The entry list is available not only ashore but also to race teams on the water. The Race Officer can see who to expect on the start line and, more importantly, the team can also record finishers.
I’m firmly of the opinion that, unless and until GPS tracking comes of age, human beings writing on paper is the most accurate and reliable method for recording finishers. However a major obstacle to getting results published quickly is the process of converting finishing orders and times from paper finishing sheets to a form that a computer can understand.
The approach used successfully in Fed Week 2104 worked like this. On each committee boat:
- One person calls out sail numbers as they cross the line; another person calls out times when needed; two people write them down.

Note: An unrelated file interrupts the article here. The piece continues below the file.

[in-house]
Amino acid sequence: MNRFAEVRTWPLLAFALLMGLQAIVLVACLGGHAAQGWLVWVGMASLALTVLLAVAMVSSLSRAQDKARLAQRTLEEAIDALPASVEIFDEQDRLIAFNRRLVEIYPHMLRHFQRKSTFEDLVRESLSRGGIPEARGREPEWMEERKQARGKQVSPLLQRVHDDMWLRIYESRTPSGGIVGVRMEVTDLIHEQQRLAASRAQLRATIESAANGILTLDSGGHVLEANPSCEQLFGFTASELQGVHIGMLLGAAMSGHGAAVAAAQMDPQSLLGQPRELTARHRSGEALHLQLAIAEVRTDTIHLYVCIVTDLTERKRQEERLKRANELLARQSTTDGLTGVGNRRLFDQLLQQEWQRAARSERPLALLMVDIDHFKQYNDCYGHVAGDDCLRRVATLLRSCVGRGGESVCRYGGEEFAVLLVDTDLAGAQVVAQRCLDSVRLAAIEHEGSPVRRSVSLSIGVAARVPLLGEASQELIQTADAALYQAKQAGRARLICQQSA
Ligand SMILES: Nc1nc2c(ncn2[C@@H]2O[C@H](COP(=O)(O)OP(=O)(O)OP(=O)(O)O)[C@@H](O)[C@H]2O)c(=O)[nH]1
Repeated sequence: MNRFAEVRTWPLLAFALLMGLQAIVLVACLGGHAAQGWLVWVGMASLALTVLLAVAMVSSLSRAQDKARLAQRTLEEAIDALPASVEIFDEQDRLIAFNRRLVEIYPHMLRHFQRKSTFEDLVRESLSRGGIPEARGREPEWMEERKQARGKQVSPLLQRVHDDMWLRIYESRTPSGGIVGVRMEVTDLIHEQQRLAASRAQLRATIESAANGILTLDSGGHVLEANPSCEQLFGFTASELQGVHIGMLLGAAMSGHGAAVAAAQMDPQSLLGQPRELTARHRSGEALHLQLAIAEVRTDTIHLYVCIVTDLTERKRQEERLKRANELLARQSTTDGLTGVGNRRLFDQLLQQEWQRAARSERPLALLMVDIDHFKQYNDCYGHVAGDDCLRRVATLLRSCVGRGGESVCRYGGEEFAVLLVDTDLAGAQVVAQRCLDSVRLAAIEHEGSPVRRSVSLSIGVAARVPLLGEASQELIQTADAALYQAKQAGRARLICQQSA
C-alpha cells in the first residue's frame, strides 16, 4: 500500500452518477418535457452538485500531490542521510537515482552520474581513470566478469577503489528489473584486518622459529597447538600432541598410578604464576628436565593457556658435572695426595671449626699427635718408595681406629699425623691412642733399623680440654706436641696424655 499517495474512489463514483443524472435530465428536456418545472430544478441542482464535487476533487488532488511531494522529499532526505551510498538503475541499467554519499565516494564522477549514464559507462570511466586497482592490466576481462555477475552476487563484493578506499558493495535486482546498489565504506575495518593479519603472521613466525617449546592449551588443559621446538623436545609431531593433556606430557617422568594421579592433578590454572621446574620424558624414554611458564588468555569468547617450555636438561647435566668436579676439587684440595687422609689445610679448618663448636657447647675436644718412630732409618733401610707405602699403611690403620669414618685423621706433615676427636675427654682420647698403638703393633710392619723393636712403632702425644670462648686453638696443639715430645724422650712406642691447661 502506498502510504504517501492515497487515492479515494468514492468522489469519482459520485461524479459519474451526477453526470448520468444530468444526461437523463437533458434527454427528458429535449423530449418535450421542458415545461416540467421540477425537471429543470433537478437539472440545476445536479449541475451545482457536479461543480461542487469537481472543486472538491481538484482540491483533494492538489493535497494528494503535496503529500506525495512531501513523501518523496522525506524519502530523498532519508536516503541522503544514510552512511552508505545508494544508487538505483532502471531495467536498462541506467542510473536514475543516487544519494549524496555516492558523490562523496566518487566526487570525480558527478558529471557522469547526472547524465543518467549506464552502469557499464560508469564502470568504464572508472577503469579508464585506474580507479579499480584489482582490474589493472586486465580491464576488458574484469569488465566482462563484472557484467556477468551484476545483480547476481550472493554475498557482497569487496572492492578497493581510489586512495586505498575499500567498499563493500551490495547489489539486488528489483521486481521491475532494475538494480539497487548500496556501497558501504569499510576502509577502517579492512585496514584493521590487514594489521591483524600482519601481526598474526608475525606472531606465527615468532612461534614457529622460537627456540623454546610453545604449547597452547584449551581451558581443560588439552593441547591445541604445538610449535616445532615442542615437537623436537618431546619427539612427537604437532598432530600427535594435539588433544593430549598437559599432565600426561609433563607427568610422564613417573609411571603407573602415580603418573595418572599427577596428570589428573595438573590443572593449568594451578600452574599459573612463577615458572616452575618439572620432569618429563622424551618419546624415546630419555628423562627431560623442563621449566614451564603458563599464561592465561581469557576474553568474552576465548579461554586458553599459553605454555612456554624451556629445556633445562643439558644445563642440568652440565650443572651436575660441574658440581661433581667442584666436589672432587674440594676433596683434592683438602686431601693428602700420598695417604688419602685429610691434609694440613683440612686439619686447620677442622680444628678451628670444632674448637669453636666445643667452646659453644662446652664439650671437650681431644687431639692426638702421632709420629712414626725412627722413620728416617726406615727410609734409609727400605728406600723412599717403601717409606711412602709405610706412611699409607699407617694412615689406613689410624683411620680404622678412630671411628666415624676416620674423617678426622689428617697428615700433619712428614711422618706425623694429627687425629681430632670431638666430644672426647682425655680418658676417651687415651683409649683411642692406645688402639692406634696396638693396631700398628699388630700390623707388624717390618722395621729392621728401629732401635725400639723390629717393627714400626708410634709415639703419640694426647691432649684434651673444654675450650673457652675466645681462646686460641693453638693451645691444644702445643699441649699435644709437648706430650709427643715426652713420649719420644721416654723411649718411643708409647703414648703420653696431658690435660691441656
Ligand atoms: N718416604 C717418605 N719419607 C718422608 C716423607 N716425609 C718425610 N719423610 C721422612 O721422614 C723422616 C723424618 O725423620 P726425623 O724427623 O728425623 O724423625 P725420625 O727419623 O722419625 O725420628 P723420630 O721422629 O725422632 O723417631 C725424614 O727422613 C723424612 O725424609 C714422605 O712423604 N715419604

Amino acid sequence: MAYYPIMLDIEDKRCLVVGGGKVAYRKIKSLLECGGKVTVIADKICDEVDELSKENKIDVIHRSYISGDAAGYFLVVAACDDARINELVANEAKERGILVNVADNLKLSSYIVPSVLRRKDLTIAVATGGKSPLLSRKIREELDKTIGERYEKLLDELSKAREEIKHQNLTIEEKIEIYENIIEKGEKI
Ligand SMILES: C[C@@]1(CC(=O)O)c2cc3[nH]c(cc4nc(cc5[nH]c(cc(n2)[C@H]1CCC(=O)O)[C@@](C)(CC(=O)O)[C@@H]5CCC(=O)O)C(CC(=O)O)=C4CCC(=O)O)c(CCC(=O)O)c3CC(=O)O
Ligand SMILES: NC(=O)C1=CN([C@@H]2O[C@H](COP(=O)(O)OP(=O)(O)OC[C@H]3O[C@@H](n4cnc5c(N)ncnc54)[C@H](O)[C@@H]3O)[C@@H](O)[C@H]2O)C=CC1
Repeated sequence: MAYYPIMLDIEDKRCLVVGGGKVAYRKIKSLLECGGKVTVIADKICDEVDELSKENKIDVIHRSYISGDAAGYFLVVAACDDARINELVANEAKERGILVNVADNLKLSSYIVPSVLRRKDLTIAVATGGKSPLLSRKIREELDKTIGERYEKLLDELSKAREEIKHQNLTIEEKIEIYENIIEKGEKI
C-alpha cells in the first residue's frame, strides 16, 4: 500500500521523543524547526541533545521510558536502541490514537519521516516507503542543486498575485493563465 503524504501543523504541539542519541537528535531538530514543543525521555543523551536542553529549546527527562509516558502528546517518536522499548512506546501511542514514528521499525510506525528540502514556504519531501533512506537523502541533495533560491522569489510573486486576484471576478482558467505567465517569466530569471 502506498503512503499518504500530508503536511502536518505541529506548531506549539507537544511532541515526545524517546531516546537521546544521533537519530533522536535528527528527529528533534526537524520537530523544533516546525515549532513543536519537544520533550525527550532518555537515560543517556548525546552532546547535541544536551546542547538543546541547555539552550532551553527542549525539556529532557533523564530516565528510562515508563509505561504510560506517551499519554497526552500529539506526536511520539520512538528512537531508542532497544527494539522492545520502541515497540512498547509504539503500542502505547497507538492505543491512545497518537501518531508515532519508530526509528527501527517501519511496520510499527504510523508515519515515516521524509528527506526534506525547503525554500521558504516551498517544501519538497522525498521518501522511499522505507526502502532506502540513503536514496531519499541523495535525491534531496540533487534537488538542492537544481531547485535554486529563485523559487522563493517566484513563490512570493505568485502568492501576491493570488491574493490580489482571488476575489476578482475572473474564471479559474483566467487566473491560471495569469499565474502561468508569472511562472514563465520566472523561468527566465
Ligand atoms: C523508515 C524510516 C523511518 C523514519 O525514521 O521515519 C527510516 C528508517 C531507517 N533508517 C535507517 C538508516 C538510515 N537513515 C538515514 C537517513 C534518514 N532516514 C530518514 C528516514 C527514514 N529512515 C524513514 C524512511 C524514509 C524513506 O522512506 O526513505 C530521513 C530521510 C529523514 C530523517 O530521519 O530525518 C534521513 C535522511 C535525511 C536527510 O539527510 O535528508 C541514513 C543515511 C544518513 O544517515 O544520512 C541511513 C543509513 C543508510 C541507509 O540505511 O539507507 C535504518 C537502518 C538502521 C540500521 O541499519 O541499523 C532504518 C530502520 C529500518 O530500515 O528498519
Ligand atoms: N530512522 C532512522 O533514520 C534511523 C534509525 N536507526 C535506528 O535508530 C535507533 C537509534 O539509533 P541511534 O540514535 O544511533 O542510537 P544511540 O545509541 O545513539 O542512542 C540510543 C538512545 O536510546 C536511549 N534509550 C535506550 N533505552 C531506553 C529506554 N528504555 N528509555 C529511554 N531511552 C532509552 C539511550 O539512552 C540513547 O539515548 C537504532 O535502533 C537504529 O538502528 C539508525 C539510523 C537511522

- While waiting for the tail-enders the recorders compare their lists and deal with any anomalies.
- One of the recorders then works with a fourth person to tap sail numbers and times into a web-enabled handheld device.
- On demand the software checks entered results against the database in the cloud and identifies issues such as unknown or duplicate sail numbers. These are quickly dealt with by the race team on the spot.
- The software collates the entered data into fleets for the Race Officer to inspect and, when satisfied that all looks reasonable, submit to results processing.
- As soon as submitted the finishing data is automatically transferred to Sailwave, results are calculated and transferred back to the cloud for publication.